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Will This Be the 70s All Over Again?

Of all my recollection of that ROTC formation on Saturday, September 23, 1972, the day we were informed Martial Law had been declared all over the land, there is always one major element I kept forgetting about. This was the day - when there was no record it seems exist - when all the Springfield rifles and a few Garand, the semi-automatic rifle that served the US during World War II and the Korean War, disappeared after having been taken away from the small armory located beneath the bleacher of the present-day Ateneo de Naga Gym.

As ROTC cadets, we were proud to be one of the few colleges in the country that had their students carried real, heavy rifles. That pride had a price to pay: during parades we suffered more than the other cadets who bore on their young shoulder guns made of wood.

When classes resumed under martial rule, and by the time we got back to the Jesuit school, the rifles were gone.

Forgetting, it seems, is the order of the day when it comes to popular history. One needs to consult the Official Gazette of the Republic of the Philippines to find out that Martial Law was really announced on the 23rd of September, two weeks after the Colgante Tragedy. Proclamation 1081 is dated September 21, 1972 and became the anniversary of that fateful decision years and years after. The date stuck.

With all the media outlets banned, its editors either incarcerated, on house arrest (like the Jesuits then of the Ateneo de Naga), or having escaped to far-off hometowns or up the mountains, there was only one newspaper that carried the next day, September 24, the declaration of martial rule.

The Official Gazette cites the following quotes: “FM Declares Martial Law” - the headline of the September 24, 1972 issue of the Sunday Express, which was the Sunday edition of Philippines Daily Express. The Daily Express was the only newspaper allowed to circulate upon the declaration of Martial Law.”

You may wonder why this column seemed to be on a time warp, back in the 70s, in September?

Days from now, a Marcos is going to be in Malacañang and that is most bittersweet for generations who were young in the 70s, including those who grew older in the years succeeding.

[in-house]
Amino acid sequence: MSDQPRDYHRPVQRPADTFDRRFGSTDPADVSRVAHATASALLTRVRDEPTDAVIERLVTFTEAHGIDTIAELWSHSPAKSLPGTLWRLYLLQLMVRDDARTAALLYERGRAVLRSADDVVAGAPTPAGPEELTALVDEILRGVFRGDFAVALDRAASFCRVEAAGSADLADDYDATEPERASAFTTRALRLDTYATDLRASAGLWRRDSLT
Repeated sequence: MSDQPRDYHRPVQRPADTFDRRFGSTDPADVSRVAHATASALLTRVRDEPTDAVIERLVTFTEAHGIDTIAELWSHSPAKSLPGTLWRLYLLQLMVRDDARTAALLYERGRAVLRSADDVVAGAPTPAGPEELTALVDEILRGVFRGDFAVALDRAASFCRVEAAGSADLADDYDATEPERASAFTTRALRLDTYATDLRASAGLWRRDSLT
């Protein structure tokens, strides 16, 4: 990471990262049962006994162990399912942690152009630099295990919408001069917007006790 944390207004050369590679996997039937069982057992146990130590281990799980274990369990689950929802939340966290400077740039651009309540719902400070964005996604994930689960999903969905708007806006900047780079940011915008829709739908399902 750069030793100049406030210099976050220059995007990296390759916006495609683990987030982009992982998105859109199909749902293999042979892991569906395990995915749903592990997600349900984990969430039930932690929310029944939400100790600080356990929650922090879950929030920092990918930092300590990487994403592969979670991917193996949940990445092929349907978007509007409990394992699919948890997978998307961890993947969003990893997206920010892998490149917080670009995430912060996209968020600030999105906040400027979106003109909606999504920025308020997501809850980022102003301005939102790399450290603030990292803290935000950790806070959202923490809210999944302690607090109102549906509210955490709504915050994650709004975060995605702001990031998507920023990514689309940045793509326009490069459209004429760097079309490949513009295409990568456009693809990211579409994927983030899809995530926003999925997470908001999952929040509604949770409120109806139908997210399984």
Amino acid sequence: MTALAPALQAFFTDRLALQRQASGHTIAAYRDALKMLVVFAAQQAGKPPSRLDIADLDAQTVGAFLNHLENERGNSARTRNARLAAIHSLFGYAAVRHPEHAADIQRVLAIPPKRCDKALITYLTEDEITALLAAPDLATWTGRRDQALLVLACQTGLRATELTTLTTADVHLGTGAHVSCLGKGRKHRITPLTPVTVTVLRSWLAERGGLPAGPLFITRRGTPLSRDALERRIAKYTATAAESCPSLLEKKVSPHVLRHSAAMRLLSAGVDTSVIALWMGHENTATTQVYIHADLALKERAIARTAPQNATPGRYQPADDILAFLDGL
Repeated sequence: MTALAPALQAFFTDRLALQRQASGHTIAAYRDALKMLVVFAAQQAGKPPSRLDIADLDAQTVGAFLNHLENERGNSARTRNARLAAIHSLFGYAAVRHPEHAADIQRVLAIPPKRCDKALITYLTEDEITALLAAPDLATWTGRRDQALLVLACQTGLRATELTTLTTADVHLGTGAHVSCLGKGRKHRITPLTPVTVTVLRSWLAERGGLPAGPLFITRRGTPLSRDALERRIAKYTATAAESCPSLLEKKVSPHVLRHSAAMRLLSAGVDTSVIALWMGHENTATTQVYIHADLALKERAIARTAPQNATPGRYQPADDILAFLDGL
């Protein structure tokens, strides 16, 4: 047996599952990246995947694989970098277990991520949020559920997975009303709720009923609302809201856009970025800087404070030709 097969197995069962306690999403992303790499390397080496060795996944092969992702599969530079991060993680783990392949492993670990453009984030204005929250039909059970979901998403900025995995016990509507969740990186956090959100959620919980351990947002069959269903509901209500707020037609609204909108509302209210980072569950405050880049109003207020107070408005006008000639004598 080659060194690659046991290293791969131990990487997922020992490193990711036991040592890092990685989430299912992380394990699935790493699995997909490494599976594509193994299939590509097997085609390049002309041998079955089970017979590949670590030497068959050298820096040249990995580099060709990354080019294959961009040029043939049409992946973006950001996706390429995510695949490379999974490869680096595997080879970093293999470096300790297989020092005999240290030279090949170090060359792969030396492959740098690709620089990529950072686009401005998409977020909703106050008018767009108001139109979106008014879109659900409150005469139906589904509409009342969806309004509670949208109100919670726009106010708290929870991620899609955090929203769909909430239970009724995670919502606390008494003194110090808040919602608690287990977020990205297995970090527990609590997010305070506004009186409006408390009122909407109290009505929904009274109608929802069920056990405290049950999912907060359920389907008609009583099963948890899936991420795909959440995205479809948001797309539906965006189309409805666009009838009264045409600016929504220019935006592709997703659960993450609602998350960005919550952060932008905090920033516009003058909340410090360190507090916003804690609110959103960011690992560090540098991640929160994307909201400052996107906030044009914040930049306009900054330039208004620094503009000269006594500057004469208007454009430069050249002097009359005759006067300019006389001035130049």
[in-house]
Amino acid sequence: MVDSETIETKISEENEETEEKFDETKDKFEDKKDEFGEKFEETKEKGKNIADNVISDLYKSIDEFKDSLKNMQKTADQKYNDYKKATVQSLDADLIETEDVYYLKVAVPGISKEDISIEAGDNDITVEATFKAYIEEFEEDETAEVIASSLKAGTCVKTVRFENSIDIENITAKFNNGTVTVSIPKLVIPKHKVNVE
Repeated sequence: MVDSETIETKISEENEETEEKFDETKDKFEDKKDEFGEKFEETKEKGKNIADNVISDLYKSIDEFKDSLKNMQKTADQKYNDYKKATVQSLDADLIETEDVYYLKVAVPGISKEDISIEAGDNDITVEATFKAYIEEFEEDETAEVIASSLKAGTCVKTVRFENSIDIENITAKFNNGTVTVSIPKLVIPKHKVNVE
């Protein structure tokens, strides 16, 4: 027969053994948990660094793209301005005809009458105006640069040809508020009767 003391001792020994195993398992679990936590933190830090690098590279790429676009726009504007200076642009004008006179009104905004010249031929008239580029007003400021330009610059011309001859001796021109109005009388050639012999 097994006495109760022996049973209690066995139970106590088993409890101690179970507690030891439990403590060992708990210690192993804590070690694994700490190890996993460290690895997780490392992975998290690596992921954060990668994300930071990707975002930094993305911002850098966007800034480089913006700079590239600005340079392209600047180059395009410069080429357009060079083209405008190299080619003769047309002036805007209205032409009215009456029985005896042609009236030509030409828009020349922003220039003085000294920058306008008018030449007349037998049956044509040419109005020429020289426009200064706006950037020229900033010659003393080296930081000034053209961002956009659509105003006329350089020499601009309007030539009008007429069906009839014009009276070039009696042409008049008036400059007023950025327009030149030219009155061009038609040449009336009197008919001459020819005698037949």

What happened in those years? What happened in September 1972, and the months that followed?

As with my own little problem of remembering, memory cannot be relied on. We must find documents - like that Daily Express. We have to lay our hands, not only go back in time with our heart and mind, upon documents that tell us unequivocally, with lucidity, with elegant diction to boot, what really transpired within those spaces. It could be a journal or a diary. Do not trust the newspapers - they were under the control of the government. It could be a book.

There is a book, now much sought after. It has assumed the mystery of the Holy Grail, without its sacrality perhaps but with its rarity, its mysterious inaccessibility. It is called ``The Conjugal Dictatorship” by Primitivo Mijares.

Mijares was “the top confidential press man of then President Marcos. He would later head the Media Advisory Council and, much later, escape to the US and testify against Marcos. Then, he would disappear.

In his book, under the chapter, “The Era of Thought Control,” Mijares writes: “During the first few days of the martial law regime, Marcos’ [sic] media policy was erratic. However, he was sure of one thing: the government needs media [sic] to disseminate its propaganda. So, the Marcos-owned Daily Express and radio-TV network, the Kanlaon Broadcasting System, which consisted of television Channel 9 and two radio stations, were allowed to operate less than 10 hours after they were closed down (underscoring mine). The resumption of the operations of the tri-media was in accordance with Letter of Authority No. 1 signed by Marcos.”

The book is rife with memories, but allow me to be selective, the way our mind in its capacity to remember can be selective. Let us snoop on what was happening in our media backyard (I am particularly curious what our veteran journalist, Ernie Verdadero, has to say).

Mijares talks of the Media Advisory Council [MAC] and how it was not spared from intrigues either. The journalist continues: “This time Tatad and Enrile appointed themselves as guardians of the new council on the pretext that they wanted to help me run the press regulatory body. Tatad interfered in the choice of MAC personnel. Whatever semblance of unity he and I had on information work for Marcos disappeared. With the encouragement of all three Marcos presidential assistants - Clave, De Vega, and Tuvera - I resisted Tatad’s interference. He resented the most an appointment I made to fill up a position in Naga City. He didn’t want me to appoint Salvador Dacer, his compadre and former pimp, to the Naga City post. Tatad viewed this as a declaration of war. I told him Dacer was a man of Gimo [Guillermo de Vega, the censor chief, then a powerful post].”

So much for the New Society.

The book by Mijares, aside from all the insider’s account, offers what I believe to be the most insightful observation, when he writes: “Before the imposition of martial law, there were no laws or decrees regulating the operation of the press. The Constitution guaranteed that “no law shall be passed abridging the freedom of the press.” Mijares also states how “no government license or permit was required to publish a newspaper. He was merely accountable under the laws of libel and sedition. But he could not be arrested without a warrant.”

I need to look into this. I need to check my memories of governance and law. If these claims are indeed true, then I believe writers should reclaim that space for the good of this nation, or what appears to be one, and the benefit of its wise and good men of letters.


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